Another important consideration is the water loss that occurs with the Atkins plan. In the early stages of the diet you can expect a substantial loss in water (due to glycogen depletion, for every gram of glycogen you store you also store 2.8 – 3.5 grams of water). The belief that there are some magical metabolic advantages to this diet is a fallacy that is not supported by scientific data.
Long-term weight loss happens because of calorie reduction. Numerous studies have indicated a big reduction of calories (below maintenance requirements) when following low carbohydrate diets.
The newest version of the diet promotes the intake of high-fiber foods; which is a good thing (in most cases). Many people who have followed the diet now realize dietary fat is not the sole reason people are fat nor is it the evil often promoted by low fat diet advocates.
In conclusion, if you can stick to the food recommendations and function well while following a low carbohydrate diet, the Atkins diet may be for you. Athletes using the Atkins’ diet should be highly cautious as performance may suffer (decreased performance happens generally in glycolytic athletes- athletes who’s primary fuel source is stored glucose – glycogen).
Any diet that results in weight loss generally enhances health markers. If you are following the Atkins plan and are not dropping weight pay close attention to lipid (cholesterol, triglyceride) levels.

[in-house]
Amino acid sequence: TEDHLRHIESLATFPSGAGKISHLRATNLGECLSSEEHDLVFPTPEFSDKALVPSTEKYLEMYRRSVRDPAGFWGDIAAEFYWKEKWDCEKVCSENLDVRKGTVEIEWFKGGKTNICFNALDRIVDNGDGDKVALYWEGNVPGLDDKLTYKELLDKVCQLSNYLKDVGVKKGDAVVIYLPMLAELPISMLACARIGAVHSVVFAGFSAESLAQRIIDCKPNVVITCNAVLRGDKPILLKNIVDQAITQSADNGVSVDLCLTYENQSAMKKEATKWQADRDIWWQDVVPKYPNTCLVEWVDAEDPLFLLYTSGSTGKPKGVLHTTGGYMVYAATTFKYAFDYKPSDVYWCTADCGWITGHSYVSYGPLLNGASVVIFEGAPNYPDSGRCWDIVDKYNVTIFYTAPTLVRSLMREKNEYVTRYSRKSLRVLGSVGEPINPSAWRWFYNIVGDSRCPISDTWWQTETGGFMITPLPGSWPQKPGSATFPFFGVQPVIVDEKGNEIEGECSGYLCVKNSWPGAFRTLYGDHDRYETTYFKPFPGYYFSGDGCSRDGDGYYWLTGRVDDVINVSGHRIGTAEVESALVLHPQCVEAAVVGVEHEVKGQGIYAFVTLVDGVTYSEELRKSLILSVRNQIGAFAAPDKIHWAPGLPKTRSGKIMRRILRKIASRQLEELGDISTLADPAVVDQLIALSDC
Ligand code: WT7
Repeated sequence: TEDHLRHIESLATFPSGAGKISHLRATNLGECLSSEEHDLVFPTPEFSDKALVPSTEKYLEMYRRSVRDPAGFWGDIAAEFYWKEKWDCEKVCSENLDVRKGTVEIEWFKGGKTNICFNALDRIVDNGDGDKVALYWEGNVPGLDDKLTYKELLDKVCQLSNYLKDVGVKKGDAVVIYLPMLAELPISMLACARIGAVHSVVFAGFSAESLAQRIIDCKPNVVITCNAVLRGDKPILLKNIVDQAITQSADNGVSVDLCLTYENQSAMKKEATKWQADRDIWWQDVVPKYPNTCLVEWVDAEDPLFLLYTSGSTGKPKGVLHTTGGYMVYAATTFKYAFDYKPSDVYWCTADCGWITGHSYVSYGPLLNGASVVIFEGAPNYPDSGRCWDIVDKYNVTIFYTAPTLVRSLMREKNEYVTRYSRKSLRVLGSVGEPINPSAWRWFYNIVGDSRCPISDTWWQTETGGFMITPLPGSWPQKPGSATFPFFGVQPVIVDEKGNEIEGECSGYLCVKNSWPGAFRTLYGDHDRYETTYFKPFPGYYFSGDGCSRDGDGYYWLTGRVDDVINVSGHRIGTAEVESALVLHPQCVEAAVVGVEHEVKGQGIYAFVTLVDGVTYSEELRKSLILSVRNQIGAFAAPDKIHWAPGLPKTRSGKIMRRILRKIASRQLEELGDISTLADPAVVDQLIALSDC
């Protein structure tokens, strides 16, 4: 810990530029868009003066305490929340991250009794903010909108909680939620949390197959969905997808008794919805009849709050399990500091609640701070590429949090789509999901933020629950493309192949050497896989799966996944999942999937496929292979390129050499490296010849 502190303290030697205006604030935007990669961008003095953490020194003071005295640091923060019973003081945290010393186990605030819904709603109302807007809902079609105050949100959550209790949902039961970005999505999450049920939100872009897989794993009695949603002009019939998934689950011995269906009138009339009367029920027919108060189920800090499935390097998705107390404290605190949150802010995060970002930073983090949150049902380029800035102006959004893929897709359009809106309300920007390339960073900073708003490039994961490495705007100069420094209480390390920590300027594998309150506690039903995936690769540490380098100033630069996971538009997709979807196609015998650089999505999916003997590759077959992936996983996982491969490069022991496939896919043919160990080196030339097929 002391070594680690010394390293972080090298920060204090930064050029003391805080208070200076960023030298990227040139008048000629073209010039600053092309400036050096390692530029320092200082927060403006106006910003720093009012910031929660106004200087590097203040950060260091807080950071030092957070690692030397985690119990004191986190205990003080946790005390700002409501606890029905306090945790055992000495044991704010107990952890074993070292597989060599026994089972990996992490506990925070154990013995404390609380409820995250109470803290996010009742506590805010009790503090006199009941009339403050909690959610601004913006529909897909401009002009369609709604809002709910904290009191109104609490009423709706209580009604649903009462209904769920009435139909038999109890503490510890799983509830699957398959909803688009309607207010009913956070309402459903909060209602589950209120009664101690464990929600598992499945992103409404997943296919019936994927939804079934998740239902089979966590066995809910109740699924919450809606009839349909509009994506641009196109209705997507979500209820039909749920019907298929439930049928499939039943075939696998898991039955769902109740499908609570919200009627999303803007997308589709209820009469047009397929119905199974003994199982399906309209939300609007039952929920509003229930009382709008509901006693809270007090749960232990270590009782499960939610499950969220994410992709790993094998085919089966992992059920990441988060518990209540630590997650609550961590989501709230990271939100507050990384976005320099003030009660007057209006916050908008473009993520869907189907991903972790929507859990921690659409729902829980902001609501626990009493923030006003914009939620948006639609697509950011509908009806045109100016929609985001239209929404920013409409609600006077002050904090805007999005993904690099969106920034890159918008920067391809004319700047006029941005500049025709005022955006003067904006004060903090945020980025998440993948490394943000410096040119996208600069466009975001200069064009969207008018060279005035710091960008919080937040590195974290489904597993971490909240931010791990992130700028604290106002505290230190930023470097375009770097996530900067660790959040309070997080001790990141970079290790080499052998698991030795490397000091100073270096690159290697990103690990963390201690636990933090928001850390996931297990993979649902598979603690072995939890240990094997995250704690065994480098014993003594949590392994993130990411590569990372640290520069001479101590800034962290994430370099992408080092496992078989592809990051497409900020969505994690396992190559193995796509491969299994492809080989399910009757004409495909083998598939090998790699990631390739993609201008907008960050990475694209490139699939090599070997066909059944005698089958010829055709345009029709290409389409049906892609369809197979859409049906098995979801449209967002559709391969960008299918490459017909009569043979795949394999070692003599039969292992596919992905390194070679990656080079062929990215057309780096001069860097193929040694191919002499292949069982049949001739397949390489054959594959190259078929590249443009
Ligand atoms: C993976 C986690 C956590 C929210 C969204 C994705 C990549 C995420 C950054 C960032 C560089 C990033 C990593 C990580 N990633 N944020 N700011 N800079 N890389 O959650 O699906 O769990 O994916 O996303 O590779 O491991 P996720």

Numerous studies have shown that in the absence of weight loss ketogenic diets (low carbohydrate diets) may be detrimental to blood lipids levels, while ketogenic diets that result in weight loss are good for blood lipid levels. If you are gaining weight, reduce calories further or try something different.
Aragon, A. (2007). Girth Control: the science of fat loss and weight gain 1st edition. Alan Aragon 2007.
Hale, J. (2007). Knowledge and Nonsense: the science of nutrition and exercise. MaxCondition Publishing 2007.
Freedman, MR., et al. (2001). Popular Diets: A Scientific Review. Obesity Research Vol.9 Suppl.1 March 2001.
Atkins RC. (1992). Dr. Atkins New Diet Revolution. New York: Avon Books, Inc; 1992.
Goodwin K. Atkins Diet: A Comprehensive analysis. The Diet Channel [accessed] November 27,2010
New, SA., et al. (1997). Nutritional influence on bone mineral density: a cross-sectional study in premenopausal women. AM J Clin Nutr 65: 1831-9 1997.
About The Author
Jamie Hale is a sports conditioning coach, author, outdoor enthusiast and fitness and nutrition consultant. He is the owner of MaxCondition Training and MaxCondition Nutrition. He has contributed to numerous exercise and sports publications (nationally and internationally) and has authored six books. Jamie is a member of the World Martial Arts Hall of Fame in recognition of his conditioning work with martial artists. He is considered by most in the industry as a specialist in agility and comprehensive fitness training. He is also known for his ability to get bodybuilders lean and dry as bone for competition. To learn more about Jamie, visit his website at www.MaxCondition.com and or contact him at (859) 749-2695. He is also available for seminars and camps